The end of an Era, or perhaps not

Carmen Gomez

After what seems a decade shaped by the introduction into our lives of a nightmare called Brexit, and the overwhelming desire by the peoples of the world; not so much its governments; to introduce new ways to try and halt climate change; it feels like the end of an era to me. Yet it isn’t. The question is whether this end of an era, will usher in the possibility of completing something satisfactorily, either on the Brexit front, or the convincement of certain governments to have the political will to change their ways and if not halt, at least delay climate change for now. Immediately after the UK election results, the mood in the EU towards Britain was no longer “you are out in the cold,” but, “what we now look for is close cooperation.” I once hard a local politician say that women talked too much; I believe it’s the politicians themselves who are over verbose, when they are made to feel uncomfortable. 


Again, shortly after the election results, there was on Spanish TV the usual insults thrown at Boris Johnson, calling him a despot amongst other pearls. On La Sexta an English journalist, name of John Carlin; took care to paint him in what he believed to be his true colours. Starting by saying that he had a moral deficiency; that he had no principles; that he was a liar; dishonest and a narcissistic so and so who regarded politics as a minority sport. I find it extraordinary how on Spanish TV there is no holding back on ones opinions or the use of derogatory language, however vulgar, against any public figure; on this particular occasion, the Prime Minister of a country who is supposed to be Spain’s ally. He ended up by saying that he had had enough of the UK and was moving to Spain. I’m sure they deserve him!

But what were of interest primarily, were the replies from a Spanish EU delegate on Canal Tres, when questioned by the presenter on matters concerning Brexit. He said that the primordial matter at hand was for the Spanish Government to start work immediately, to make sure that Spain had its rights firmly assured with the tourist industry; the fishing industry and the automobile industry. if you recall, I have on many occasions referred to the British fisheries and how they have been exploited and manipulated by Spain, with the UK`s blessing. Yes that’s all very well, the presenter said, but what about the people? His answer to that was that there would no doubt now be a soft brexit, and all would be well. What about the Campo area, was the presenter’s next question. To which the reply came; we will see to it that our workers rights are secured and respected, and their passage into work free of any delays or obstructions.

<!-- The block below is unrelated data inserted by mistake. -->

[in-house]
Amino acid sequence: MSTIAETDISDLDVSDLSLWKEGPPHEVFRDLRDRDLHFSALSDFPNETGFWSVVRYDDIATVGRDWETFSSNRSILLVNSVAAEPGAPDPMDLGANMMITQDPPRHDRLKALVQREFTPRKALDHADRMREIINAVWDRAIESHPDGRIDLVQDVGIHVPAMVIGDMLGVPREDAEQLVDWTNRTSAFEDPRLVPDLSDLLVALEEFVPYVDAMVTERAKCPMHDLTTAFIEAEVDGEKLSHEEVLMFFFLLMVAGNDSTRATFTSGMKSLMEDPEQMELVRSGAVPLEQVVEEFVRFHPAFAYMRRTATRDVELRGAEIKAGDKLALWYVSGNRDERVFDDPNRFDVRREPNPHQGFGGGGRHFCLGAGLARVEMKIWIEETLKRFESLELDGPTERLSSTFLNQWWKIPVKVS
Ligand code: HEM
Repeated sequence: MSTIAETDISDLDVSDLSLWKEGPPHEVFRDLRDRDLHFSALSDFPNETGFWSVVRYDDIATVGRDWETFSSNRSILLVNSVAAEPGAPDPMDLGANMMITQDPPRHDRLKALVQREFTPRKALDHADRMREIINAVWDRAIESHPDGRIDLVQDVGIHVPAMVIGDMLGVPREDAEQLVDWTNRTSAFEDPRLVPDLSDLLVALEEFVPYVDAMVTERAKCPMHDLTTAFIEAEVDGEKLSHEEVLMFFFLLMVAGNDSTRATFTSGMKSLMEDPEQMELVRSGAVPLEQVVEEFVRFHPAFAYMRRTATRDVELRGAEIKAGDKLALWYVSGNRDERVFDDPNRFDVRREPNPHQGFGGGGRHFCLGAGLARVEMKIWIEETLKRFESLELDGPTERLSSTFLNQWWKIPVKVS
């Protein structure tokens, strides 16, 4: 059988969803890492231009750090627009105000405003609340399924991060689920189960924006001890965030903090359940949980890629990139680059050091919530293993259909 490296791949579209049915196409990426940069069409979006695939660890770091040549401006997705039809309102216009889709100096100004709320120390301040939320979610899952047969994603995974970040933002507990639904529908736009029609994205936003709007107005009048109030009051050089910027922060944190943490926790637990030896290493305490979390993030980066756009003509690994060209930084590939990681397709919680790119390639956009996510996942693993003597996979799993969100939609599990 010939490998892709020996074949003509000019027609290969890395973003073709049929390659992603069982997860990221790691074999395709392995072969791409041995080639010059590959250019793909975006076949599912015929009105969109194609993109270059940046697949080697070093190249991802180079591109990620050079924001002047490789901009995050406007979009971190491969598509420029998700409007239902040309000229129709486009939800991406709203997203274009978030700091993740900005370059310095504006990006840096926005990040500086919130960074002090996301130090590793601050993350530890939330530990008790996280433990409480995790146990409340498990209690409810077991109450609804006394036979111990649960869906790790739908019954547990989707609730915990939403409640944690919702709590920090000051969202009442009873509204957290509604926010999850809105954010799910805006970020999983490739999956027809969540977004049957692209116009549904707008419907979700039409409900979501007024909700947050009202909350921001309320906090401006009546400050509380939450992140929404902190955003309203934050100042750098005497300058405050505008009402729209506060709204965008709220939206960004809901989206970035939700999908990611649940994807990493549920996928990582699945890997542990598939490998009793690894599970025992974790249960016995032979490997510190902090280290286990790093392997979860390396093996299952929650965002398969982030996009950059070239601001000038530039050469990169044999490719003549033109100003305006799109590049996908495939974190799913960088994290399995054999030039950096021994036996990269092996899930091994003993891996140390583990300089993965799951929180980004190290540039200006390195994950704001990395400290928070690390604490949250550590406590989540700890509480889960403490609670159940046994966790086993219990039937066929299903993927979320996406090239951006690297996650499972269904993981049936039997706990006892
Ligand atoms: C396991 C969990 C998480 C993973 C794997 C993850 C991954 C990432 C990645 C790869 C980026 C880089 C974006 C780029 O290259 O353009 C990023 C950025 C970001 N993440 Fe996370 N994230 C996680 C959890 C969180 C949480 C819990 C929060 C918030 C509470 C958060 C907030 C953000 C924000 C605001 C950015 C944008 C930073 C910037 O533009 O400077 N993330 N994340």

What about Gibraltar? Reply: This is a win win situation for the EU. We have no problem there, since we have the full support of the EU behind us to start making inroads as soon as the UK leaves. Spain now speaks through the EU. I suppose this is a sensible thing to do for them since Spanish journalists of late have described the politics in Spain as infantilized. One of them said it was pathetic to note on the matter of Pedro Sanchez trying to form a government, how the different entities or political groups he was contacting, were acting like children i.e. with responses from them like “If you arrange to see them first, I won’t play with you.” Adding that the spirit of the Transition was nothing like that of today.

None of this I’m sorry to say, gives us much hope of any breakthrough possible in the grown up world of politics where Gibraltar abides. Dominic Raab continues; much to the chagrin of some; in the post of Foreign Secretary. I read somewhere that he entered the Tory leadership race even though he had not read the Good Friday agreement from start to finish; and furthermore, did not understand the importance of Britain’s trading relationship with France. One cannot believe everything one reads, but the truth is that he has had little contact with our Government I believe, due to the brevity of his appointment, and I wonder how much interest he has in our affairs vis a vis Spain, or indeed how much he has read up, or been informed about the subject.


Does he know that in 1954, our Monarch, Queen Elizabeth II, visited Gibraltar and what Mayhem ensued from the Spanish camp. Or that in 2009, when the Princess Royal came to Gibraltar on an official visit, we had fun and games from Madrid. Or that in 1981, when Prince Charles and Princess Diana started their honeymoon from Gibraltar, this caused disturbing comments made on Spanish TV, of how they would be punished by God; plus the Spanish King, Juan Carlos, having stayed away from Prince Charles’s wedding when he heard of the visit? Or that when Prince Edward and his wife Sophie countess of Wessex later visited Gibraltar in 2012, the Queen of Spain, Sophia, was made to pull out of attending a jubilee lunch at Windsor, because of it? All the time with us suffering the dire consequences of troubles at the frontier and at sea.

On every occasion of any Royal visit, there has been much to do from Spain. They consider Royal visits which are normal to British Gibraltar, as they are for Ceuta ands Melilla when the Spanish king visits Spanish Morocco; an offensive to Spain; an affront; inopportune; deeply offensive; deeply unfortunate and provocative. Will he understand what kind of mentality he will have to deal with in Anglo Spanish relations, or will he conduct himself in the manner of the UK ambassador to Morocco?